Sources and the Oral Law


I recently found this idea during Talmud studies with some friends. Rambam’s statements seem to indicate that no human can alter or create new laws contrary to Hashem’s eternal written Torah laws. Your insight would be greatly appreciated.

Mishneh Torah, Foundations of the Torah 9

“It is a clear and manifest principle concerning the Torah that as a Law it is permanently established forever and ever more; and that it is not subject to mutability, nor to diminution, nor to amendment; for it is said: “All this word which I command you, that shall ye observe to do; thou shalt not add thereto, nor diminish from it” (Ibid. 13.1); and it is further said: “But the things that are revealed belong unto us and to our children forever, that we may do all the words of this law” (Ibid. 29.28). Here from we learn that according to all the words of the Torah we are commanded to do forever.

It is, moreover, said: “a statute forever throughout your generations” (Num. 15:15); and again, it is said: 1See Bava Mezi’a 59b:5. C. “It is not in heaven” (Deut. 30:12); here from we learn that no prophet is thereafter permitted to make any innovation. Therefore, should a man rise up, whether he be from among the Gentiles or whether from among Israel, and deliver a token and perform a miracle saying, that God hath sent him to add a commandment, or to diminish a commandment, or to interpret a certain commandment of among the commandments with such interpretation as we have not heard by tradition (statute) from Moses; or he said, that these commandments with which Israel was charged are not forever and throughout all generations, but that they were commandments in keeping with those times only, behold him, he is a false prophet, seeing that he came to deny the prophecy of Moses; and his punishment is death by strangulation, because he willfully spoke in the name of God concerning that which He did not charge him; for He, blessed is He! commanded Moses, saying, that this enactment was “unto us and unto our children forever” (Deut. 29:28); and, “God is not a man that He should lie” (Num. 23:19).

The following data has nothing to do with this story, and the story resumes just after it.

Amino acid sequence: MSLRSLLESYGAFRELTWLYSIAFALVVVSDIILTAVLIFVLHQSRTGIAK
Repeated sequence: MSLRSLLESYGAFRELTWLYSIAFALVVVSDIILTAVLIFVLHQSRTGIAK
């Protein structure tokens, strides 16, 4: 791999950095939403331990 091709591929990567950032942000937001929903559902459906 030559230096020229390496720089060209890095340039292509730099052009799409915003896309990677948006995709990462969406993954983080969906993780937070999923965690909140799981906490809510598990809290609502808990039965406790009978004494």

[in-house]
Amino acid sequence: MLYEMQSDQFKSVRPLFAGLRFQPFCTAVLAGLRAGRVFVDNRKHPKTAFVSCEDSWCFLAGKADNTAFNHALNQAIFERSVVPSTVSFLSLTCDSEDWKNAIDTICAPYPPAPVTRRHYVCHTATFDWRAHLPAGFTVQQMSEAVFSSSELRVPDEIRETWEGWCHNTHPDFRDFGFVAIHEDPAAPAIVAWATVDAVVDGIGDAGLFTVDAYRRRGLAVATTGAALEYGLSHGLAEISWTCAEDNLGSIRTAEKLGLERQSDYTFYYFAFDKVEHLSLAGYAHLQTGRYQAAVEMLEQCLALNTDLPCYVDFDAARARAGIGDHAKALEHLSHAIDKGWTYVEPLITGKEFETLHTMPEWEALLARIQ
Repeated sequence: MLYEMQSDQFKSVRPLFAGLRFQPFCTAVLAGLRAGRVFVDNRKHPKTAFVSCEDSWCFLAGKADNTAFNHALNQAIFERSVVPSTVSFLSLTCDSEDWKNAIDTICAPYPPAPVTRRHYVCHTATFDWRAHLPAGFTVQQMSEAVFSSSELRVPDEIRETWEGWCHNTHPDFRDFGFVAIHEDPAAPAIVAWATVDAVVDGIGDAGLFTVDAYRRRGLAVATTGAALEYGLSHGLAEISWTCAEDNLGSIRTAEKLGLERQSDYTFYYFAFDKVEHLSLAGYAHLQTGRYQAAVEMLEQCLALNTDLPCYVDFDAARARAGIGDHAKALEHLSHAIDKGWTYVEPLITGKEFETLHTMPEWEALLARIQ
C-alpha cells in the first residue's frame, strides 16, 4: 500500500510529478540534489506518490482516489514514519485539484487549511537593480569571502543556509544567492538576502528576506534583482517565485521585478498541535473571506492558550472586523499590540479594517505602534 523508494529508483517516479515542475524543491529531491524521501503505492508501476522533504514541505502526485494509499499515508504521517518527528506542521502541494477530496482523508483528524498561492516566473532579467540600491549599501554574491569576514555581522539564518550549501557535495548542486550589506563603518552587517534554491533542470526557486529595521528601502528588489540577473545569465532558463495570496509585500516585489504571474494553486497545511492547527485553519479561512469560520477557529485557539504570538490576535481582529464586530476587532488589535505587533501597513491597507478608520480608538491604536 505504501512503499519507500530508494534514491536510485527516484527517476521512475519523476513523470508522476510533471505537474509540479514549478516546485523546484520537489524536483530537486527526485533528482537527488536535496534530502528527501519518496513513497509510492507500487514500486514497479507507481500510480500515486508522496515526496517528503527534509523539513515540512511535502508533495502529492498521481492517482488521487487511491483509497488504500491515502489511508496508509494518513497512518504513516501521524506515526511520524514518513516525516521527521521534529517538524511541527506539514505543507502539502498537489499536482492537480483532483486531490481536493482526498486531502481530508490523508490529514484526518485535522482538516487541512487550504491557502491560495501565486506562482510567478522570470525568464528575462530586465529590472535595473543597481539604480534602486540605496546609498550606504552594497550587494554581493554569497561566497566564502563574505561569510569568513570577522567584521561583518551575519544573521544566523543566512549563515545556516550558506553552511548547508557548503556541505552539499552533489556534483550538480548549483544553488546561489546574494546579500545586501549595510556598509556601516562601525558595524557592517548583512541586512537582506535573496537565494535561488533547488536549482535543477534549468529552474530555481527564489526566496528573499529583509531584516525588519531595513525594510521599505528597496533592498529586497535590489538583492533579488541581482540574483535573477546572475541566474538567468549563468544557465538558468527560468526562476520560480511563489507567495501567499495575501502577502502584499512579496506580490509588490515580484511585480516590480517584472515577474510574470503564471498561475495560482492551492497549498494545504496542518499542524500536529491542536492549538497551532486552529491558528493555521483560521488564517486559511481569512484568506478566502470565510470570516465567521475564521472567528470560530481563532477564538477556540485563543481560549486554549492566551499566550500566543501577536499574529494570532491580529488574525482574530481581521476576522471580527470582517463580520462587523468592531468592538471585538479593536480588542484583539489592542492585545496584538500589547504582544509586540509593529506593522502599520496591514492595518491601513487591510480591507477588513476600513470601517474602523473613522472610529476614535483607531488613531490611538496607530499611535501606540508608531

But, why then is it said in the law: I will raise them up a prophet from among their brethren LIKE UNTO THEE, (Deut. 18:18)? The answer is, that he (the prophet) is not to come to establish any new law, but only to enjoin the observation of the existing law, and to warn the people that they should not trespass against it; just as the last of the prophets said: Remember ye the law of Moses, my servant, (Mal. 3:22). Moreover, if he (the prophet) were to charge us with anything respecting private matters; as, for instance: go into that place, or do not go; join battle today, or do not join battle; build this wall, or do not build it; we are likewise’ commanded to hearken unto him. And he who trespasses against his words, will be visited with punishment of death by Heaven, for it is said; IM And it shall come to pass, that whosoever will not hearken unto My words which he shall speak in My name, I WILL REQUIRE IT OF HIM, (Deut. 18:19)